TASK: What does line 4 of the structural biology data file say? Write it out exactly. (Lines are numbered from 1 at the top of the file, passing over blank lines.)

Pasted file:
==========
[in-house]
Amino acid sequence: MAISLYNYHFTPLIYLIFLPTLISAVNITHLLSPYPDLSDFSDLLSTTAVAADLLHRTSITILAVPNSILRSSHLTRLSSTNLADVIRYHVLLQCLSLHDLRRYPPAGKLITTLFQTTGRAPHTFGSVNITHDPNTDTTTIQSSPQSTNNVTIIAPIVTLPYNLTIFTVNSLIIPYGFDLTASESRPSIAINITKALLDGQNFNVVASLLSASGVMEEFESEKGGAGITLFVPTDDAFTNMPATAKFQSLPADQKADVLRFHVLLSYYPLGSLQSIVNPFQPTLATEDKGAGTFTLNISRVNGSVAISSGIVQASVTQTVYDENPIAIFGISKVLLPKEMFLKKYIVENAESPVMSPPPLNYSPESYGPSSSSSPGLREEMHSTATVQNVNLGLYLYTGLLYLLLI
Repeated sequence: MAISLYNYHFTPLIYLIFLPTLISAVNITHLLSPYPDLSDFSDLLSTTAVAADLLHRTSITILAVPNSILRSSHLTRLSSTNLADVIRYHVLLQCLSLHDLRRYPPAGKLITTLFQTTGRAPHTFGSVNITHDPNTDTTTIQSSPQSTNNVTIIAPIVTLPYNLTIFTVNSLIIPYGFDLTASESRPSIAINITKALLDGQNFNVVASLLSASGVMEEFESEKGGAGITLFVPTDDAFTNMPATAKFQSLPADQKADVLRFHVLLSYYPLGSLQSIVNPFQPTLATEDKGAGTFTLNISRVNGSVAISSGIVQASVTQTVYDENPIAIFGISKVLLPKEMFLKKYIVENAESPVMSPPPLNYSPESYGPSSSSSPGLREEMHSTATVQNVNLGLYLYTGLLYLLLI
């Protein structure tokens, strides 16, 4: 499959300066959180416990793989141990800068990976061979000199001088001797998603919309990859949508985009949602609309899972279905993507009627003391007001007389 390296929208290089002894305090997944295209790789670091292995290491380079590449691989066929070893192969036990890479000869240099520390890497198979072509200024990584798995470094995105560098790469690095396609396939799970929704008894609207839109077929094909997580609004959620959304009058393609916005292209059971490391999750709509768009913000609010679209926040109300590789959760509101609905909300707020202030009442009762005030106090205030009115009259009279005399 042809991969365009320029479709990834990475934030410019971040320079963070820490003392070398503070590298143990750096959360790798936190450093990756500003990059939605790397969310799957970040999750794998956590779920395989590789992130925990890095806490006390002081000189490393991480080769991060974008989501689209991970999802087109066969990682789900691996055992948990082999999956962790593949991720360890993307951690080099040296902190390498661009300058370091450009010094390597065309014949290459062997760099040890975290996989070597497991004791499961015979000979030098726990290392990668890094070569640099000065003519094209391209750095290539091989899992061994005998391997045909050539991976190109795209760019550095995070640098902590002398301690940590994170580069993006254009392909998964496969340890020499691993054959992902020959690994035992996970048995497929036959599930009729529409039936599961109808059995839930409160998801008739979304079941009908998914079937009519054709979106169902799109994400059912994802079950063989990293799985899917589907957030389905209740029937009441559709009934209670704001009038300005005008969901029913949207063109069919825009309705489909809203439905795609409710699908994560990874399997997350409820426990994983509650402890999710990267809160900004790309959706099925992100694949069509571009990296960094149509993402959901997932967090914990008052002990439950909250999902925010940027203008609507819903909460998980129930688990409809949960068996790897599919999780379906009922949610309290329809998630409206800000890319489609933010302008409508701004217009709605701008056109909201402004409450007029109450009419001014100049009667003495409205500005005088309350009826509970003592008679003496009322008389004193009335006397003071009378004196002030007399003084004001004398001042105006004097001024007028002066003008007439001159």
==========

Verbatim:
């Protein structure tokens, strides 16, 4: 499959300066959180416990793989141990800068990976061979000199001088001797998603919309990859949508985009949602609309899972279905993507009627003391007001007389 390296929208290089002894305090997944295209790789670091292995290491380079590449691989066929070893192969036990890479000869240099520390890497198979072509200024990584798995470094995105560098790469690095396609396939799970929704008894609207839109077929094909997580609004959620959304009058393609916005292209059971490391999750709509768009913000609010679209926040109300590789959760509101609905909300707020202030009442009762005030106090205030009115009259009279005399 042809991969365009320029479709990834990475934030410019971040320079963070820490003392070398503070590298143990750096959360790798936190450093990756500003990059939605790397969310799957970040999750794998956590779920395989590789992130925990890095806490006390002081000189490393991480080769991060974008989501689209991970999802087109066969990682789900691996055992948990082999999956962790593949991720360890993307951690080099040296902190390498661009300058370091450009010094390597065309014949290459062997760099040890975290996989070597497991004791499961015979000979030098726990290392990668890094070569640099000065003519094209391209750095290539091989899992061994005998391997045909050539991976190109795209760019550095995070640098902590002398301690940590994170580069993006254009392909998964496969340890020499691993054959992902020959690994035992996970048995497929036959599930009729529409039936599961109808059995839930409160998801008739979304079941009908998914079937009519054709979106169902799109994400059912994802079950063989990293799985899917589907957030389905209740029937009441559709009934209670704001009038300005005008969901029913949207063109069919825009309705489909809203439905795609409710699908994560990874399997997350409820426990994983509650402890999710990267809160900004790309959706099925992100694949069509571009990296960094149509993402959901997932967090914990008052002990439950909250999902925010940027203008609507819903909460998980129930688990409809949960068996790897599919999780379906009922949610309290329809998630409206800000890319489609933010302008409508701004217009709605701008056109909201402004409450007029109450009419001014100049009667003495409205500005005088309350009826509970003592008679003496009322008389004193009335006397003071009378004196002030007399003084004001004398001042105006004097001024007028002066003008007439001159």